Arbirator's Authority to Reinstate a Police Officer Diacharged for Using Excessive Force Against Teenagers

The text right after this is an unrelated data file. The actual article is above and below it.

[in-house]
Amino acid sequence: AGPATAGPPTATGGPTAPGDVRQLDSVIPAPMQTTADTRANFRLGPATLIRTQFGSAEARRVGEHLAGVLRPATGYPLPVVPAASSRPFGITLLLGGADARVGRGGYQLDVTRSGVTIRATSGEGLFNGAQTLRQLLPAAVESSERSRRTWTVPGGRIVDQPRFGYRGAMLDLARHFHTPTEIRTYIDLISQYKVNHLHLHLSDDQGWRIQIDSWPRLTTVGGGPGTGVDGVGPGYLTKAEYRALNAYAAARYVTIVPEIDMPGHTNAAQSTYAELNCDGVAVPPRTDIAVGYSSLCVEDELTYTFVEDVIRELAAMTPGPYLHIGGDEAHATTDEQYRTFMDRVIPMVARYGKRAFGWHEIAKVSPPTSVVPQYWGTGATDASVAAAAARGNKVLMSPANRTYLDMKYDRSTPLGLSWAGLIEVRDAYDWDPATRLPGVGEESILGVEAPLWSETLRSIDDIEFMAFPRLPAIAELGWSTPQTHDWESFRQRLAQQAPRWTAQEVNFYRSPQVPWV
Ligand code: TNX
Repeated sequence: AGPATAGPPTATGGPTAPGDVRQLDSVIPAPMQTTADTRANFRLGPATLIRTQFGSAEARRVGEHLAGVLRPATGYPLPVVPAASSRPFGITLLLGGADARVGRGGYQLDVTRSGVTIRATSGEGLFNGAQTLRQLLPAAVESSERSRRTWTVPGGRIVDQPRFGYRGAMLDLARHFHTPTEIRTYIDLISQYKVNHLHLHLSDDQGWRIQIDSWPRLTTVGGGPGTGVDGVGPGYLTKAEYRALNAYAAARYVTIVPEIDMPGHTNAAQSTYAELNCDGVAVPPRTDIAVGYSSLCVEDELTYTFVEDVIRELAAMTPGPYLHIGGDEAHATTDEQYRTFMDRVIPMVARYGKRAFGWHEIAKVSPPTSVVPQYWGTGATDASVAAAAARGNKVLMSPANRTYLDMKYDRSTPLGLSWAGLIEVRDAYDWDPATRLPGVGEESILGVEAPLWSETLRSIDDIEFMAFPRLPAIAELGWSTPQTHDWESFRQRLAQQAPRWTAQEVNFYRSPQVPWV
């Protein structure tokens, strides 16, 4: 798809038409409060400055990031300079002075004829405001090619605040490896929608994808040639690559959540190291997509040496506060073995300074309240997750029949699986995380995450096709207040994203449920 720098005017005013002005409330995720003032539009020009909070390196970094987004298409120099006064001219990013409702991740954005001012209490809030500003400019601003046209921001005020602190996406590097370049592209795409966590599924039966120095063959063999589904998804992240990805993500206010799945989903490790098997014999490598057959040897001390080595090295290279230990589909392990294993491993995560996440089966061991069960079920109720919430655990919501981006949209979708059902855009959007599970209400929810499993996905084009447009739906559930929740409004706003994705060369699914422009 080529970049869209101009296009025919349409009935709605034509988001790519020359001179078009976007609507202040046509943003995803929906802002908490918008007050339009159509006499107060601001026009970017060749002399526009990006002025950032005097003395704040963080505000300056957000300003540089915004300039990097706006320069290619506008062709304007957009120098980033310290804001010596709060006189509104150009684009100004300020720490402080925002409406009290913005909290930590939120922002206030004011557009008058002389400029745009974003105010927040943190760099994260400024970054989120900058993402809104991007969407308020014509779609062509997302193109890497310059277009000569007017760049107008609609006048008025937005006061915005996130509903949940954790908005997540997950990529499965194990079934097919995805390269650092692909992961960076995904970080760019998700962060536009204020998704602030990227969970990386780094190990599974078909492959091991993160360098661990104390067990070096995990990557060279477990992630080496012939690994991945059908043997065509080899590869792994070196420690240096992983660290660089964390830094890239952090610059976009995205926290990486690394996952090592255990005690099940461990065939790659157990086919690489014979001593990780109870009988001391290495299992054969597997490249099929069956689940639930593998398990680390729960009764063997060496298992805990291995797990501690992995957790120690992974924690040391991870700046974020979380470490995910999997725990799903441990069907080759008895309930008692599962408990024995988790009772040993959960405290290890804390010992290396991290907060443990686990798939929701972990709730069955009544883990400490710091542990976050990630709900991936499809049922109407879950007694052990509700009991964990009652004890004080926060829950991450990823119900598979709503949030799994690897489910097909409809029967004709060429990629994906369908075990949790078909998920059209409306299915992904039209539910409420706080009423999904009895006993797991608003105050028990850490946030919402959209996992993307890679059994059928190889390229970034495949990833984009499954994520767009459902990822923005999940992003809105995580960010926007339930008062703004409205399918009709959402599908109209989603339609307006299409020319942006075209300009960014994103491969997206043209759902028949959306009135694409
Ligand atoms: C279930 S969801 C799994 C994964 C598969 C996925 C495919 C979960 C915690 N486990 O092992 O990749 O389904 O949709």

In Town of South Windsor v. South Windsor Police Union Local 1480, 255 Conn. 800, 770 A.2d 14 (2001), an arbitrator ordered the reinstatement of a police officer who had been discharged after he used excessive force against a group of teenagers who had illegally entered a gymnasium. The Connecticut Supreme Court upheld the arbitrator's decision. Applying legal standards identical to those used by Illinois courts, the court rejected the municipality's contention that the arbitrators' decision was contrary to "the public policy requiring the confidence of the public in its police force with respect to matters of public safety." Town of South Windsor, 255 Conn. at 824, 770 A.2d at 28. The court explained that "this general consideration fails to meet the test that 'the public policy exception to arbitral authority should be narrowly construed and limited to situations where the contract as interpreted would violate some explicit public policy that is well defined and dominant, and is to be ascertained by reference to the laws and legal precedents and not from general considerations of supposed public interests.' " Town of South Windsor, 255 Conn. at 824, 770 A.2d at 28, quoting Groton v. United Steelworkers of America, 254 Conn. 35, 46, 757 A.2d 501, 509 (2000).